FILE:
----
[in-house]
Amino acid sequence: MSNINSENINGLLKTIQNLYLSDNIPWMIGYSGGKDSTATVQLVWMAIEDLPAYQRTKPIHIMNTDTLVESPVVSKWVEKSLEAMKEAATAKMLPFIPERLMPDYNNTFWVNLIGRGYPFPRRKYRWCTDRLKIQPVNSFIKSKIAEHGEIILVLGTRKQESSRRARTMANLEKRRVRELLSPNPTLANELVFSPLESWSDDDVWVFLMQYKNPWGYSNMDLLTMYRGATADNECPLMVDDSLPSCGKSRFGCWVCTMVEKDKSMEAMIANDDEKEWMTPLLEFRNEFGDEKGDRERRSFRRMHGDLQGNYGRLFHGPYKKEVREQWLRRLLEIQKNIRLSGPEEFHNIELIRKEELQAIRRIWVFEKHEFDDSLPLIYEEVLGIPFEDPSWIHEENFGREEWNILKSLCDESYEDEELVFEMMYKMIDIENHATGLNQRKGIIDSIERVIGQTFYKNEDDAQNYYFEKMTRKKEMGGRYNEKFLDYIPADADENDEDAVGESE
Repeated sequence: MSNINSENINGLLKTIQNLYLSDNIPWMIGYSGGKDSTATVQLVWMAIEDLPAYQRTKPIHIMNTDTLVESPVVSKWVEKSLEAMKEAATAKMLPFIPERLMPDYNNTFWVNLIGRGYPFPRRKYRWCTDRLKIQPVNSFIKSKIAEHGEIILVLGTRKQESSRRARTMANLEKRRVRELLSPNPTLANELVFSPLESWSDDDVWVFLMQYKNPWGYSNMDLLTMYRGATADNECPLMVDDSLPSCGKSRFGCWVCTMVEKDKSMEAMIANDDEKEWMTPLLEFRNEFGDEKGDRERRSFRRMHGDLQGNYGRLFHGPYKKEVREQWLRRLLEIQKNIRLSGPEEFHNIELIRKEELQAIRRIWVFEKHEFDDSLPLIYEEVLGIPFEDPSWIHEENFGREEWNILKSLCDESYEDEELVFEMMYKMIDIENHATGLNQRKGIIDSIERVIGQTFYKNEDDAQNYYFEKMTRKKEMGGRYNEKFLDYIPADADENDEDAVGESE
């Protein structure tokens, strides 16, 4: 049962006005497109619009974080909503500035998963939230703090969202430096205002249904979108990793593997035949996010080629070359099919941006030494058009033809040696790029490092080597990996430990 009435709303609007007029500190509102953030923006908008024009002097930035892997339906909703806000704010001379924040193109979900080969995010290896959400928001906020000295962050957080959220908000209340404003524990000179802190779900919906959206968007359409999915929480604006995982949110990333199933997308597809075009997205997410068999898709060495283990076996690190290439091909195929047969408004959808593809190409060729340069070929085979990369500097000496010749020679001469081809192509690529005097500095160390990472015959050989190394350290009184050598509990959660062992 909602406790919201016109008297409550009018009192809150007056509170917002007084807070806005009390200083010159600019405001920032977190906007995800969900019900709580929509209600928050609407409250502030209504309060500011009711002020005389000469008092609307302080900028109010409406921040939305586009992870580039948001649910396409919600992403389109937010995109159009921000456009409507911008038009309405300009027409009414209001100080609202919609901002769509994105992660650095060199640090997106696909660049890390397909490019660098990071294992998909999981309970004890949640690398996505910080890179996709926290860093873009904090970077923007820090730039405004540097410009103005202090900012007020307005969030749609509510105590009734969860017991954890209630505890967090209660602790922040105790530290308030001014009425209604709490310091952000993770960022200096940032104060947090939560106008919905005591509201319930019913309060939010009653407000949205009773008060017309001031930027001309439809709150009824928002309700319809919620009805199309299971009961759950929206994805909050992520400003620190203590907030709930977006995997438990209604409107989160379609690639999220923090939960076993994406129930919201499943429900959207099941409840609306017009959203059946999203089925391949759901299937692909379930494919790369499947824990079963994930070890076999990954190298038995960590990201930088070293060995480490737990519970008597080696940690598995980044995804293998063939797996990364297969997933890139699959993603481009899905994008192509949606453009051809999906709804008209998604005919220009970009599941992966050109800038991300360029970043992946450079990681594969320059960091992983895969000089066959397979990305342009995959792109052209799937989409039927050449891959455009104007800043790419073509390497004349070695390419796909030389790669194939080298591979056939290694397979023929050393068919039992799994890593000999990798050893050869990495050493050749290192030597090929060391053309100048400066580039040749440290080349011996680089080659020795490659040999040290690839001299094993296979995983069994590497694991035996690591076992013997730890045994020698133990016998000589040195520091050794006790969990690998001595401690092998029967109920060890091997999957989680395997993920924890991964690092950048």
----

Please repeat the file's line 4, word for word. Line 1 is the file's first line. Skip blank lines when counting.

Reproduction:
């Protein structure tokens, strides 16, 4: 049962006005497109619009974080909503500035998963939230703090969202430096205002249904979108990793593997035949996010080629070359099919941006030494058009033809040696790029490092080597990996430990 009435709303609007007029500190509102953030923006908008024009002097930035892997339906909703806000704010001379924040193109979900080969995010290896959400928001906020000295962050957080959220908000209340404003524990000179802190779900919906959206968007359409999915929480604006995982949110990333199933997308597809075009997205997410068999898709060495283990076996690190290439091909195929047969408004959808593809190409060729340069070929085979990369500097000496010749020679001469081809192509690529005097500095160390990472015959050989190394350290009184050598509990959660062992 909602406790919201016109008297409550009018009192809150007056509170917002007084807070806005009390200083010159600019405001920032977190906007995800969900019900709580929509209600928050609407409250502030209504309060500011009711002020005389000469008092609307302080900028109010409406921040939305586009992870580039948001649910396409919600992403389109937010995109159009921000456009409507911008038009309405300009027409009414209001100080609202919609901002769509994105992660650095060199640090997106696909660049890390397909490019660098990071294992998909999981309970004890949640690398996505910080890179996709926290860093873009904090970077923007820090730039405004540097410009103005202090900012007020307005969030749609509510105590009734969860017991954890209630505890967090209660602790922040105790530290308030001014009425209604709490310091952000993770960022200096940032104060947090939560106008919905005591509201319930019913309060939010009653407000949205009773008060017309001031930027001309439809709150009824928002309700319809919620009805199309299971009961759950929206994805909050992520400003620190203590907030709930977006995997438990209604409107989160379609690639999220923090939960076993994406129930919201499943429900959207099941409840609306017009959203059946999203089925391949759901299937692909379930494919790369499947824990079963994930070890076999990954190298038995960590990201930088070293060995480490737990519970008597080696940690598995980044995804293998063939797996990364297969997933890139699959993603481009899905994008192509949606453009051809999906709804008209998604005919220009970009599941992966050109800038991300360029970043992946450079990681594969320059960091992983895969000089066959397979990305342009995959792109052209799937989409039927050449891959455009104007800043790419073509390497004349070695390419796909030389790669194939080298591979056939290694397979023929050393068919039992799994890593000999990798050893050869990495050493050749290192030597090929060391053309100048400066580039040749440290080349011996680089080659020795490659040999040290690839001299094993296979995983069994590497694991035996690591076992013997730890045994020698133990016998000589040195520091050794006790969990690998001595401690092998029967109920060890091997999957989680395997993920924890991964690092950048």